Olmert wishes to hold on to major settlement blocs

Acting Prime Minister Ehud Olmert, in his first media interview since taking power last month, said he intends to hold on to all of Israel's major settlement blocs and small settlements on the border with Jordan, according to a preview of the interview to be aired later Tuesday. It was the clearest indication to date of how Israel plans to draw its final borders, defining the central issue for Olmert's Kadima Party as it heads into the March 28 elections that polls indicate it will win handily. Separately, Defense Minister Shaul Mofaz was quoted Tuesday as saying that Israel would establish its final borders, with or without a negotiated deal, within the next two years.

The interview with Olmert was taped Tuesday morning and is to be broadcast Tuesday night on Channel Two TV. Asked by Army Radio what the highlights of the interview were, political affairs reporter Nissim Mishal said it was the first time any Israeli leader gave such specific details on what Israel would keep.

Mishal said Olmert specified that he intended to hold on to the three major West Bank settlement blocs Ariel, Gush Etzion and Maaleh Adumim in addition to the Jordan Valley .

Mishal said Olmert also hinted that further unilateral withdrawals, like the one Israel carried out this summer from the Gaza Strip, were in the offing, now that Hamas militants have won Palestinian elections and are set to take power.

"He talked about Israel having to maintain a Jewish majority in the state of Israel, meaning that we have to create a new border, what is called final borders. He knows that we can't negotiate with Hamas. So the only conclusion that can be derived from this is that in order to reach final borders, Israel will have to carry out additional (unilateral) withdrawals."

In recent public appearances, Olmert has said that while Israel prefers a negotiated final peace deal with the Palestinians, that wasn't the only option.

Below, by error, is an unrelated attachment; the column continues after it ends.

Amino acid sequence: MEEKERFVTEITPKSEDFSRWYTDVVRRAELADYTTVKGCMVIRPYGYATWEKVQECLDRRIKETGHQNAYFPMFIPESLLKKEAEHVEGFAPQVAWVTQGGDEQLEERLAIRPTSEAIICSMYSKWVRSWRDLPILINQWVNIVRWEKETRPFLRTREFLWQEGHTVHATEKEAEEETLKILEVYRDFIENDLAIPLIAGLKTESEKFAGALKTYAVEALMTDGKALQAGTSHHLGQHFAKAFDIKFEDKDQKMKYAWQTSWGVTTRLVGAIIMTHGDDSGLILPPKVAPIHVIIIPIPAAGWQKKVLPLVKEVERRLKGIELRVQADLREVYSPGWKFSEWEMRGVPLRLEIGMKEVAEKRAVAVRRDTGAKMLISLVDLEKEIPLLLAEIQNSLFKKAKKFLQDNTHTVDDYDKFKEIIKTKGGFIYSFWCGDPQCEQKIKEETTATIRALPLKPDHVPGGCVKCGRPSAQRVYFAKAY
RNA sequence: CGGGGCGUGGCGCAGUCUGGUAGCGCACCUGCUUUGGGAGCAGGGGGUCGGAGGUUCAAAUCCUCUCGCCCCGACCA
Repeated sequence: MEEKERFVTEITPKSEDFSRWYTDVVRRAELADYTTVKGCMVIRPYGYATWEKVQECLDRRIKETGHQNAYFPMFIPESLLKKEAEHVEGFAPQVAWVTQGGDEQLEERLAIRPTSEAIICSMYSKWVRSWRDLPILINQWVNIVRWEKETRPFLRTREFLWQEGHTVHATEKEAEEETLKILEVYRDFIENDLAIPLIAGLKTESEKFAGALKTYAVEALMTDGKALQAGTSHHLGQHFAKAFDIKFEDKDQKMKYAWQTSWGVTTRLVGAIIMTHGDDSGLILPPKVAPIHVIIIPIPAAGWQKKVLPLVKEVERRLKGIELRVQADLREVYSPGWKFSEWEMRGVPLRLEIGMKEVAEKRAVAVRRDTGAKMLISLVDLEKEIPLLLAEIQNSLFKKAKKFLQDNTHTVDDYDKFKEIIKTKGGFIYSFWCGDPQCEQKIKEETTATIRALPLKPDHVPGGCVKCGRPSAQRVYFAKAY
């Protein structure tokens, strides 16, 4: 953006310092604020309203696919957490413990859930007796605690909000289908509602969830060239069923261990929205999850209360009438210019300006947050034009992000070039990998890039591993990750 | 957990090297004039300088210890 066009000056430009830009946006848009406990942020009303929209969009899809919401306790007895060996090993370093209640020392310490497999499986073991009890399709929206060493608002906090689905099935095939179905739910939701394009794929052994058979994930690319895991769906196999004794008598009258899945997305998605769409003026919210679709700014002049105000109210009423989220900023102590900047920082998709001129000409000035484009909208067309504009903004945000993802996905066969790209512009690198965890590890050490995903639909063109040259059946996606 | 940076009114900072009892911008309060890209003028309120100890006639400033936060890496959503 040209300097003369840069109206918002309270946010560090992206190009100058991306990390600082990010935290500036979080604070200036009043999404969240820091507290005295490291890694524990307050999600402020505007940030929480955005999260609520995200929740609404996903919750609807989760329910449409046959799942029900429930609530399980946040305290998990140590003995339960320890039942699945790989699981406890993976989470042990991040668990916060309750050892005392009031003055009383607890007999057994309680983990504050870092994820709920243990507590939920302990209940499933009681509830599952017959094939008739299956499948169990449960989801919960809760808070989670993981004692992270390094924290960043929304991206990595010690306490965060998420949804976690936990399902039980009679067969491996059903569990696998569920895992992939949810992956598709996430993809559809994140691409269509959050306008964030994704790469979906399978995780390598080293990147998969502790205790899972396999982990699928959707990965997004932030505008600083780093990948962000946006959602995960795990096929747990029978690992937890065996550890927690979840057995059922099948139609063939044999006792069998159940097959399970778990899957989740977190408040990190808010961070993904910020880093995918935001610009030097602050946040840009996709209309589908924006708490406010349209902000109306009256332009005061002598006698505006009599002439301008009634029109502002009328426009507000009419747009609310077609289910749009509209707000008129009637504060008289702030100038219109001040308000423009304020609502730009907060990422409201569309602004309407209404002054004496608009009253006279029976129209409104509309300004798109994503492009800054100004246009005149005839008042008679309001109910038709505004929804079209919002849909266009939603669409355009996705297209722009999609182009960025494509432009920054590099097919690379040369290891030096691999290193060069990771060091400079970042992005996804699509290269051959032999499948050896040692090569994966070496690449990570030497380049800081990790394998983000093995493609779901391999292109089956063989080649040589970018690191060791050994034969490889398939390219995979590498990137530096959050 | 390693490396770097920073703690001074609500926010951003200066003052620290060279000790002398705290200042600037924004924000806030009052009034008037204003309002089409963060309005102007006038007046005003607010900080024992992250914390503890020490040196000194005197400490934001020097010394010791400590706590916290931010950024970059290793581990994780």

Kadima was formed in November by Prime Minister Ariel Sharon after he despaired of bringing his longtime Likud Party around to his view that territorial concessions to the Palestinians are inevitable. The party has held strong in the polls, even after Sharon suffered a Jan. 4 stroke that left him in a coma.

Mofaz a senior Kadima official also suggested the party would carry out further unilateral withdrawals from lands the Palestinians want for a state. Israel's final borders, he said, would be drawn in the next two years.

"If we won't be able to reach agreed-upon borders, we will operate in a different way, which it is not appropriate to detail now," Mofaz said during a tour Monday of the West Bank. "We don't need to wait for someone else to impose our fate."

"In the coming years, and I'm talking about a few years, the final borders of the state of Israel will be set down, and the future of most of the settlements in Judea and Samaria and the Jordan Valley will be decided in these two years," Mofaz said, referring to the biblical name Israelis use for the West Bank.

The Palestinians want to form a state in the West Bank, the Gaza Strip and east Jerusalem, territories Israel captured in the 1967 Mideast war.

Mofaz's remarks published by the Maariv newspaper and confirmed by the Defense Ministry put him at odds with the head of Israel's Shin Bet security service, Yuval Diskin, who opposes further unilateral actions unless the Palestinians can prove they can take control of the evacuated territory.

"The government can decide whatever it wants," Diskin told Jewish seminary students at a hardline Jewish settlement in the West Bank. "As far as security is concerned, I am against transferring the territories to the Palestinians, including territories that were under their control, unless we are confident that there is someone on the Palestinian side to take control in that area." Diskin's remarks, widely broadcast Tuesday, were made to a closed forum a month ago.

Since Israel's Gaza pullout, lawlessness has grown as armed Palestinian gangs vie for control.

While security chiefs' views are regarded seriously, they are not binding on the government.

In other developments, a Palestinian militant wanted by Israel was killed Tuesday during an army arrest operation in the West Bank city of Nablus. Two Israeli soldiers were also wounded in the raid, an army spokesman said.

About 10 army jeeps entered the city before dawn and surrounded a house where the suspect from the Islamic Jihad militant group was hiding, local residents said. In the shootout that ensued, Ahmed Radad was killed, and two soldiers were wounded, one moderately, the other slightly.

Abu Marshoud, an Islamic Jihad leader in Nablus, vowed revenge.

Meanwhile, Israel carried out an airstrike and fired dozens of artillery rounds at the northern Gaza Strip where the army says Palestinian militants launch rockets against southern Israel .

In the latest attack Tuesday morning, a rocket hit a house in the town of Sderot, causing no injuries.

An Israeli combat jet early Tuesday fired a missile at a bridge linking two northern Gaza towns, badly damaging it, and cutting electricity and telephone cables, reports the AP.


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